Ricardo Arteaga, NASA Research Engineer and inventor of the patented NASA technology behind our FlightHorizon product, was recently interviewed for the “Innovator Spotlight” series published by NASA Armstrong Flight Research Center.
During the interview, Ricardo discusses his research and development work in detect-and-avoid, sensor technologies for unmanned aerial systems (UAS) and summarizes how the technology works:
I develop new sensor technology innovations, inventions, and system architectures for unmanned aerial systems (UAS). I focus on giving UAS new capabilities with sensor technologies that previously didn’t exist. We build it, and then we fly it. Currently, we are focused on infusing sensor technology on small UAS using a micro ADS-B, miniaturized radar, cameras, and a sense-and-avoid algorithm for autonomous operations.
He also got a chance to describe the development process behind the software that became FlightHorizon:
What my team developed is a command-and-control system for UAS vehicles, which many people call ‘drones.’ It uses a sense-and-avoid algorithm that was specifically designed for the short-term trajectories drones typically have. Our technology enables the drone to detect other aircraft, and then it calculates a new trajectory to avoid a collision. And it does all of this while automatically communicating real-time data about the drone’s identification, position, altitude, and velocity via ADS-B Out transmissions.
Discussing the future of innovation in UAS flight and safety technologies, Ricardo had this to say:
We’re having a drone revolution right now. It’s like when the Internet began. We’re defining the protocol and the standards and the architecture. But instead of sending packets of information, we’re dealing with aircraft—those are the packets we need to make sure don’t collide with each other. It’s like the Internet of the sky. And once we identify that new architecture, then we’ll see the “sky” equivalents of Google and Amazon and all the other companies that sprang up because of the Internet.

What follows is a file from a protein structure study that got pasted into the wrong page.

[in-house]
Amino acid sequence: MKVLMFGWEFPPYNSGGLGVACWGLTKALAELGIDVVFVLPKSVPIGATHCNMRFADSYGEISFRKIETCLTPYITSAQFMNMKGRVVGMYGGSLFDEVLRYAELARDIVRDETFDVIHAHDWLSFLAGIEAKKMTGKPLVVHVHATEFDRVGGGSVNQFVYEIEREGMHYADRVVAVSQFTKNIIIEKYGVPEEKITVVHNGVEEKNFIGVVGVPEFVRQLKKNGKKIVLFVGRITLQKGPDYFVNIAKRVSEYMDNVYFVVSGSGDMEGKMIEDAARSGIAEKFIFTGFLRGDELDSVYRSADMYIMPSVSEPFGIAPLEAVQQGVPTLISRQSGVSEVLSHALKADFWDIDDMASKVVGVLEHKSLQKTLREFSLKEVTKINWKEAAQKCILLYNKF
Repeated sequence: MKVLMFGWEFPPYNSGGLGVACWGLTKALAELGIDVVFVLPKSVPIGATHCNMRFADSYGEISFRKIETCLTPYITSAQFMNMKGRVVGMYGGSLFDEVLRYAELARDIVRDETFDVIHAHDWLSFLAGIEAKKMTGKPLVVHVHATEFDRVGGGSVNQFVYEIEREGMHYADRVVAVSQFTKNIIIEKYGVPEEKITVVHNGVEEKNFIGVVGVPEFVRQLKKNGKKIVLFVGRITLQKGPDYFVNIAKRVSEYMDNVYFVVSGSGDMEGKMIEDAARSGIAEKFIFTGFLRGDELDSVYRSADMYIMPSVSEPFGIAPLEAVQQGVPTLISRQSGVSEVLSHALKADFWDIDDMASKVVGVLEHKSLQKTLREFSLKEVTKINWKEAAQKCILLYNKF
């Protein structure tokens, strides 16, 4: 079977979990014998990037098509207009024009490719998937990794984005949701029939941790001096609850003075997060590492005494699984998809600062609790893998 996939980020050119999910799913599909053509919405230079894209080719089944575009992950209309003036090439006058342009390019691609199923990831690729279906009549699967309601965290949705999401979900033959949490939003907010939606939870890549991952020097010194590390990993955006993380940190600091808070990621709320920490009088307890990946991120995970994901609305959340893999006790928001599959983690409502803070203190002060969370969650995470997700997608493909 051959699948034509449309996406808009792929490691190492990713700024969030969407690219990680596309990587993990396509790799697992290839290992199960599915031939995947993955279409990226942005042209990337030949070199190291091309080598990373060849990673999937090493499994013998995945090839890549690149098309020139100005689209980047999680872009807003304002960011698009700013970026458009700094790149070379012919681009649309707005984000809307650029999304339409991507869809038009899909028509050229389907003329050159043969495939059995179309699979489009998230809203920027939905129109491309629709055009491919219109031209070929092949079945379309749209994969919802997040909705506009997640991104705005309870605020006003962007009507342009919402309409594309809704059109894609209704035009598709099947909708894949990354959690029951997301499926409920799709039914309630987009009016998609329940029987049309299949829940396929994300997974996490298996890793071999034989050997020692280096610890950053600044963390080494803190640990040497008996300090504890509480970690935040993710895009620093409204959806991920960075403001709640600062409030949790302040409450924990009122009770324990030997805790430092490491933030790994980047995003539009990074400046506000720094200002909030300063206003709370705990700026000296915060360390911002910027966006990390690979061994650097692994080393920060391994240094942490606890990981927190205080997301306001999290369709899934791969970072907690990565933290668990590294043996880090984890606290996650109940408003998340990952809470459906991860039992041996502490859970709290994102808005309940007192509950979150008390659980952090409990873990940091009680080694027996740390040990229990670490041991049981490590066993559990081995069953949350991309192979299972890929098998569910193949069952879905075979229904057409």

Regarding “ADS-B Out” capabilities for UAS in collision avoidance systems for unmanned aircraft, he had this to say:
“ADS-B is critical for next-generation air traffic control. In fact, the Federal Aviation Administration (FAA) has ruled that, by 2020, any aircraft operating within Class A airspace must have ADS-B Out capability. So if UAS are eventually going to fly in the National Airspace System (NAS), they must have ADS-B Out to transmit their specific location-state information. They also need to have sense-and-avoid capabilities that are at least as safe as—or better than—those of manned aircraft. Our technology provides those capabilities.
We also gave it ADS-B In capabilities so UAS can receive information from other aircraft, which provides a level of situational awareness that previously didn’t exist for drones. We’ve also added real-time weather monitoring, which offers yet another level of situational awareness and can help improve safety.”
Read the full interview: “Innovator Spotlight: Ricardo Arteaga.”
About Ricardo Arteaga
Ricardo Arteaga is a Research Engineer at the NASA Armstrong Flight Research Center in Edwards, California. He began his career with NASA in 2007 working in the System Engineering Branch. Arteaga holds a bachelor of science degree in electrical engineering from Boston University, a master of science degree in computer engineering from Syracuse University, and a master of science in systems engineering with an engineer’s degree in systems engineering (equivalent of a Ph.D. without dissertation) from the University of Southern California.
- “NASA Sense-and-Avoid System with ADS-B Avionics Licensed by Oklahoma Startup Vigilant Aerospace Systems.” NASA Armstrong Flight Research Center Technology Transfer Office. Link.
- “FLC Far West Recognizes FlightHorizon as 2016 Outstanding Commercialization Success.” Link.
- “NASA Armstrong Receives Two Outstanding Technology Development Awards.” NASA Armstrong Flight Research Center Technology Transfer Office. Link.